This week (less tan 30 days before my most important race ever where I’ll attempt a Boston marathon qualification time in the Vancouver marathon) I was reminded of the limits of the human body and importance of keeping your mind fresh when training or performing any kind of long-term endurance activity. Shortly after running my best half marathon , doing my best 20 mile long run with a fast finish and having my best track workout (all in a period of 2 weeks), I bonked at mile 19 of a 22 mile easy pace long run and 2 days after wasn’t able to complete a 6 mile tempo run according to my training plan.
I’ve been training at the edge of my abilities and pushing the envelope for a while now. Since January, I’ve flawlessly hit or exceeded all the goals in my training plan, been obsessed about good nutrition and took my recovery routine to a whole different level. I had been feeling stronger than ever. Invincible. But I forgot one thing: giving the mind a break from this repetitive cycle of performance improvement and the result was a “crash”.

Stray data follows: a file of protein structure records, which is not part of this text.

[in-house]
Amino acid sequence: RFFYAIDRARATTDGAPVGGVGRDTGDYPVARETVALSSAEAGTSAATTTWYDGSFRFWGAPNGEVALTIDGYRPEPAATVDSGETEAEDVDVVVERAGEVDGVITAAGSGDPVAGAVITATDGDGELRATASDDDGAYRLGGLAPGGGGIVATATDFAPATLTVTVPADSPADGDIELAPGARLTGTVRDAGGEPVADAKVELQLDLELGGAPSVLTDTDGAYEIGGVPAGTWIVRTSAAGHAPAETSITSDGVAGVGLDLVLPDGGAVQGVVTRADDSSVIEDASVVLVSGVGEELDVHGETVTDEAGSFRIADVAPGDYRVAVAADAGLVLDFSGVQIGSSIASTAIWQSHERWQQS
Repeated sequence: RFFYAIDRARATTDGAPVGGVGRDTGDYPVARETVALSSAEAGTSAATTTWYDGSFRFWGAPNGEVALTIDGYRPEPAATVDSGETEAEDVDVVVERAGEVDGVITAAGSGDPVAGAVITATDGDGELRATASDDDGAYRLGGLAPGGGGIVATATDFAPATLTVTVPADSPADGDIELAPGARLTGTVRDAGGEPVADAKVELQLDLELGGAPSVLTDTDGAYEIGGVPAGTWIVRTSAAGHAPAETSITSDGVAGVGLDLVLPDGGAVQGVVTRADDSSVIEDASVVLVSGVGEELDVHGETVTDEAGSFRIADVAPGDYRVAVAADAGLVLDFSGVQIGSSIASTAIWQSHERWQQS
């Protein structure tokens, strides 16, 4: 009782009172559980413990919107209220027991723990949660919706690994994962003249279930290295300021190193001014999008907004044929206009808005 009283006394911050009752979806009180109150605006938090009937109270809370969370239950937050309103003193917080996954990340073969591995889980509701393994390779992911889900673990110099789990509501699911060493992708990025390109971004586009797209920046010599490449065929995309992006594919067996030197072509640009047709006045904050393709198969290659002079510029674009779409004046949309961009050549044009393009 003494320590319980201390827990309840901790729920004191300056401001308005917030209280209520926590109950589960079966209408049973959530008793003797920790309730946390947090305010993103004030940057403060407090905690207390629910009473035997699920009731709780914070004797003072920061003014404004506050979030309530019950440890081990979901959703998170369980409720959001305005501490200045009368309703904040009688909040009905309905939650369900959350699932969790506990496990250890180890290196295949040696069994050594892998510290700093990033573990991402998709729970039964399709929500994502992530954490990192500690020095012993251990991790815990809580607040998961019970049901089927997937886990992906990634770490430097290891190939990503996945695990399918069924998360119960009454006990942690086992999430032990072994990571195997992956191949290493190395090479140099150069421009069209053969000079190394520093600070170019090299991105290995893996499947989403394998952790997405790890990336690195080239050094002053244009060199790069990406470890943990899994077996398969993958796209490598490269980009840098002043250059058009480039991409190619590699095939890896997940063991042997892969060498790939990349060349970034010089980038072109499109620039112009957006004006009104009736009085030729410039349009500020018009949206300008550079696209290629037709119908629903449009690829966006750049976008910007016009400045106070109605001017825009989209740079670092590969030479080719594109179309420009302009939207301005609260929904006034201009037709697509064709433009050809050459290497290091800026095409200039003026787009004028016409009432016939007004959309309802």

As I reflected on what happened and what could I do to get back to my good training performances I tried something I realized my body and mind had been asking for a long time: give them a break from the intense obsessive training for this race. Even if only for a night. I did something as simple as calling the babysitter in, going out for dinner with my wife, not paying attention to the calories I ate and ordering a good bottle of wine. No running talk (ok, just a little), no thinking about the intake of grams of carbs, the weight to strength ratio and hydration levels for the next morning run. No thinking about anything: just enjoying a new restaurant, with great company, tasting the wine and living in the moment.
After that dinner my running came back to me. Stronger than ever and the feeling of confidence that I’ll get my boston qualification time (that was a little shaken during this episode) came back with full strength.
It’s important to hit the reset button with some frequency in your life. Whether you are training for a marathon, passionately working on a project, raising your family, with work up to your head in your day to day job moving up the corporate ladder, or in many cases all of the above.
Hit reset frequently before you burn out. Take time to enjoy your wins. Pace your progress. Go out for dinner with friends. Do a weekend getaway. Buy a plane ticket and visit some place new. Always keep focus on your goals but plan for much needed breaks – your body and mind will appreciate it and your performance will improve.